Customer Order Number: DOC-VOICEOIP-QSG= Text Part Number: 78-4936-01

Voice over IP Quick Start Guide
Product Numbers: NM-1V=, NM-2V= VIC-2E/M=, VIC-2FXO=, VIC-2FXS=
The voice over IP feature enables Cisco 3600 series modular routers to carry voice traffic, such as telephone calls and faxes, over an IP network, simultaneously with data traffic. (See Figure 1.)
Figure 1 Voice and Data Traffic on an IP Network

IP cloud

This guide explains briefly how to install voice hardware and how to set up basic configurations of Cisco IOS software for a voice over IP network. It contains the following sections:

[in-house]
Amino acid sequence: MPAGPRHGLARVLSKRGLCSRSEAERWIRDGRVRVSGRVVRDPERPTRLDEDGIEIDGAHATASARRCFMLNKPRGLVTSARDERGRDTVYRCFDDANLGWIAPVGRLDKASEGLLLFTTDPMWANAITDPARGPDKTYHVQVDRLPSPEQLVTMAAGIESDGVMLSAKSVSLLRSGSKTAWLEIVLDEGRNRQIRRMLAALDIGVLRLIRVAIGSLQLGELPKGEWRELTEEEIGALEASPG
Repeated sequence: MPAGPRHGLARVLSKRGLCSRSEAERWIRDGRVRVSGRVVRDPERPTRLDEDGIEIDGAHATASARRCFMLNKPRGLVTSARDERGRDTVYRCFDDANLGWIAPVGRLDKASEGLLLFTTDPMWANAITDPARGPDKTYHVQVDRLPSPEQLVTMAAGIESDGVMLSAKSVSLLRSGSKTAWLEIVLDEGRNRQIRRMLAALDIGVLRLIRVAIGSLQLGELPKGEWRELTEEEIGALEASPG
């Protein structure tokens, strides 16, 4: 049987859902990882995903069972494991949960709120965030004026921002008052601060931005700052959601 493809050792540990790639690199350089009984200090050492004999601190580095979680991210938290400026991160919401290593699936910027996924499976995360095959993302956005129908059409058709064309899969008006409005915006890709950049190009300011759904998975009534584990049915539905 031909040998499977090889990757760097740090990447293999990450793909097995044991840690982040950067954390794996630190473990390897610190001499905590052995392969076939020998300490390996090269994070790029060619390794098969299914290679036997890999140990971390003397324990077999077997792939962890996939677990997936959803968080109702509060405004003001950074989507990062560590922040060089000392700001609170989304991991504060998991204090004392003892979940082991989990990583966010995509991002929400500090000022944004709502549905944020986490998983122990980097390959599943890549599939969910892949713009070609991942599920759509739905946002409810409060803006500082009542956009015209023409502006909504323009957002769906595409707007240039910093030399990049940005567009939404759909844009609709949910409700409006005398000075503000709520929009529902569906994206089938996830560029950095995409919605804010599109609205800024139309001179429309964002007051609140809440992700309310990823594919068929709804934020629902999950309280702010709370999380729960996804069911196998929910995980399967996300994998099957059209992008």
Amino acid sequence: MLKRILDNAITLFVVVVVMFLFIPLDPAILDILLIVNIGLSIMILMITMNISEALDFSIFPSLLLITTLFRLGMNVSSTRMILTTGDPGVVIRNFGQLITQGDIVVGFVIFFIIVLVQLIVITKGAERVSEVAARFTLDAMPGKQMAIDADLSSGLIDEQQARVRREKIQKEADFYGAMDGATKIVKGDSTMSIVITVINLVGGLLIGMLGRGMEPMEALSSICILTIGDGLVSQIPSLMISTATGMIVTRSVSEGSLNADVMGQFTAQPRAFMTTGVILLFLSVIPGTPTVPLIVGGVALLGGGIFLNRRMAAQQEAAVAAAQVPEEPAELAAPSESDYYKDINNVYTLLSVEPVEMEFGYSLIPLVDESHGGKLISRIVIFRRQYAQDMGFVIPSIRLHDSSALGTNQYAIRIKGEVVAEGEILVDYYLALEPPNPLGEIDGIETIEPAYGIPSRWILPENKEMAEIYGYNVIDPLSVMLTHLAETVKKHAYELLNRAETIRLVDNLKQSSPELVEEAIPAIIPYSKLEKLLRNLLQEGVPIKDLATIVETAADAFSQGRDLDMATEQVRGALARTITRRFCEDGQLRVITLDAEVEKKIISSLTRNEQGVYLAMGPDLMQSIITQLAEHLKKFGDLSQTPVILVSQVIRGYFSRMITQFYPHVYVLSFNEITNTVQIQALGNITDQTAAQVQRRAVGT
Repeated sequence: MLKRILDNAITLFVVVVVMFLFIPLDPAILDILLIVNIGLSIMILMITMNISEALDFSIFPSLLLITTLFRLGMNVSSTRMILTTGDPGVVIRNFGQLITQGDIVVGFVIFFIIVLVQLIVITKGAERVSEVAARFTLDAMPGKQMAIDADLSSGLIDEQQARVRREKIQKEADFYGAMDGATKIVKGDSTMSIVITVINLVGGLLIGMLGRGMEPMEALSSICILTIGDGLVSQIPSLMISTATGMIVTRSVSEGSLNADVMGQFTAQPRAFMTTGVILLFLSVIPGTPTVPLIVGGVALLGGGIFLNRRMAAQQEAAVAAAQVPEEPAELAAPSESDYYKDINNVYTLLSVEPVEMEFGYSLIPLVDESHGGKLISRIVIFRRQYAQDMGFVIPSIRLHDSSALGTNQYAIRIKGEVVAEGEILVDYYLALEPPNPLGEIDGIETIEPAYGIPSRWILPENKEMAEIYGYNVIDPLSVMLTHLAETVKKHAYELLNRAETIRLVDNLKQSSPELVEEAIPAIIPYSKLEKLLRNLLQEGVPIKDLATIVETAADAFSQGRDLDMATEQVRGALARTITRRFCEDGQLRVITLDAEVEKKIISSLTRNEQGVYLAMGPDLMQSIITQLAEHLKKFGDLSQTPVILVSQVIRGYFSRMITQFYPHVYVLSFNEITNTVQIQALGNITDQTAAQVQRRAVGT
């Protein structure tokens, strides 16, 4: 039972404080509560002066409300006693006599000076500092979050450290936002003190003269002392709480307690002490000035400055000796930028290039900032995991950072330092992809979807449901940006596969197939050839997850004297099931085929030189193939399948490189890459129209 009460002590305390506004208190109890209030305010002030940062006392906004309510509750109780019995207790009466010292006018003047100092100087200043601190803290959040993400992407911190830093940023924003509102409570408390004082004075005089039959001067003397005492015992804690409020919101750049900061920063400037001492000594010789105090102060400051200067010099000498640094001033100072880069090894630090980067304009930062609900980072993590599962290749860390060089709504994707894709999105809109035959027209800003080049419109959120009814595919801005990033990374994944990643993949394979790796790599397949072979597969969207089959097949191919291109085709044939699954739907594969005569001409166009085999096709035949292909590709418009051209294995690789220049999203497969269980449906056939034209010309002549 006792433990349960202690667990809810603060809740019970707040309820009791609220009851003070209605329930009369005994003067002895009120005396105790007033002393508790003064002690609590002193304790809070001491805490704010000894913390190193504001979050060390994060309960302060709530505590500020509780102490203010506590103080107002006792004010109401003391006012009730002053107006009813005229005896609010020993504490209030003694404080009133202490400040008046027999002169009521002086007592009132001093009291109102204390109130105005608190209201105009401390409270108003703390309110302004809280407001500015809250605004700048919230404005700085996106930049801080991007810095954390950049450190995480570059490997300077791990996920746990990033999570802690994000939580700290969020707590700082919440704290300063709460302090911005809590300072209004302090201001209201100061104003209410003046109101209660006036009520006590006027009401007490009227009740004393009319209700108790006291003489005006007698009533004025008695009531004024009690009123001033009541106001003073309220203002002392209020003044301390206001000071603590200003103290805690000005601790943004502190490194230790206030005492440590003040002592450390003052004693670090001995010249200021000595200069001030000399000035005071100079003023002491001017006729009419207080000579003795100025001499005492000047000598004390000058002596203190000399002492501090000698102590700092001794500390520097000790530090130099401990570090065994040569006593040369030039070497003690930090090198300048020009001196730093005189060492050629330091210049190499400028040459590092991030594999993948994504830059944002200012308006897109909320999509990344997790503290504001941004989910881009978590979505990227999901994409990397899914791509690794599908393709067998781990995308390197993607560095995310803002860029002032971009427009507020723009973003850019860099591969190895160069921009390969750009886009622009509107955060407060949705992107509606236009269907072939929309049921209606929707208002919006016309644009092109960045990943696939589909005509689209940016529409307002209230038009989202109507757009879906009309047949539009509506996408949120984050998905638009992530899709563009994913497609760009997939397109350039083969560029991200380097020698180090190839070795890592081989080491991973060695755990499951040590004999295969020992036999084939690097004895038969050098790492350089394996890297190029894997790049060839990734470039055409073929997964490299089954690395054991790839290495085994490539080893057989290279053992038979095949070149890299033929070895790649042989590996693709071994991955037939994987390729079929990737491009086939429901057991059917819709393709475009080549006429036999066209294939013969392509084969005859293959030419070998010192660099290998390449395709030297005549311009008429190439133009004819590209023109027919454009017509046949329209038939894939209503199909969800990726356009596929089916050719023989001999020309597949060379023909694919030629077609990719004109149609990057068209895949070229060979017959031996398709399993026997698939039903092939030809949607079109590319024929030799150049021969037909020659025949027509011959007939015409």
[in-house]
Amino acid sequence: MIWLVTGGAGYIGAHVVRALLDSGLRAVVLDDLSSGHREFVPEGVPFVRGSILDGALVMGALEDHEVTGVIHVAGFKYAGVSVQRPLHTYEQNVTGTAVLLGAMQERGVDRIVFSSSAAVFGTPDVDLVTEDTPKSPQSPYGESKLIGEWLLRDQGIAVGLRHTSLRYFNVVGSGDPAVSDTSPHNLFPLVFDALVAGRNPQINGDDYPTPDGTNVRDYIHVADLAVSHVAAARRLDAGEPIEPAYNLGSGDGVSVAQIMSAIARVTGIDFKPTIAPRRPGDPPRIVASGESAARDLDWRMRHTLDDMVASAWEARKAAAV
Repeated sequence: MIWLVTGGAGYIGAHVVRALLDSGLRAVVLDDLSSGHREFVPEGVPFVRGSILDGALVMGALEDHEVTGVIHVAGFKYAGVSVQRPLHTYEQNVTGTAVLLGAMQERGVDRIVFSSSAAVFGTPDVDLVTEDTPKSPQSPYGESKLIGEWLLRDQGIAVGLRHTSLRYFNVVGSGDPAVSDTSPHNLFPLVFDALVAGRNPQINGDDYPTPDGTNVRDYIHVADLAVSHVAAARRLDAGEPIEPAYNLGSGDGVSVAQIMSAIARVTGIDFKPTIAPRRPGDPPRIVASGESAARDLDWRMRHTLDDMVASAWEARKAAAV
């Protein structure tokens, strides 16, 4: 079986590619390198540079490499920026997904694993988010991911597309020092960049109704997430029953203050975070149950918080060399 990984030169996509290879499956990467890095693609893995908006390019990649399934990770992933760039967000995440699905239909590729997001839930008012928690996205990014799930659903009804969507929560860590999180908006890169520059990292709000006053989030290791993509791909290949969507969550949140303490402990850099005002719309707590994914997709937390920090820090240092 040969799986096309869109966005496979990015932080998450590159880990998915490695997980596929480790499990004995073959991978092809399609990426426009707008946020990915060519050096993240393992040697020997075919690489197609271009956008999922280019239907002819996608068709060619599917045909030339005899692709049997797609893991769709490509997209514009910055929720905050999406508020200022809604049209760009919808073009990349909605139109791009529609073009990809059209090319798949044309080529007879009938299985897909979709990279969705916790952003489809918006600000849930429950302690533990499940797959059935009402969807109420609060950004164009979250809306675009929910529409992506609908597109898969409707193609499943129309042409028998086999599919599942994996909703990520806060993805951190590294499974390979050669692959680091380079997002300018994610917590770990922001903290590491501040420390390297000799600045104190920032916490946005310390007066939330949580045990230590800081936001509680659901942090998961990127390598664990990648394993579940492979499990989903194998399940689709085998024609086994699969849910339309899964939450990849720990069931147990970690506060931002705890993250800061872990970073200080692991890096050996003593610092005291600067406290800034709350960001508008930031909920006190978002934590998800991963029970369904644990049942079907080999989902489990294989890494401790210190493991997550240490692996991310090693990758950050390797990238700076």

• • • •

What You Should Know, page 3—Describes what you should know before starting, what you should do before configuring your voice network, conventions used in this guide, and how to find more information. Installing Voice Network Modules and Voice Interface Cards, page 4—Describes voice hardware and explains how to install and connect it. Voice Port Numbering, page 8—Explains the interface numbering convention for voice ports. Entering Configuration Mode, page 10—Offers hints for using Cisco IOS software to configure a voice over IP network.

Corporate Headquarters Cisco Systems, Inc. 170 West Tasman Drive San Jose, CA 95134-1706 USA Copyright © 1998 Cisco Systems, Inc. All rights reserved.

10690

1

• •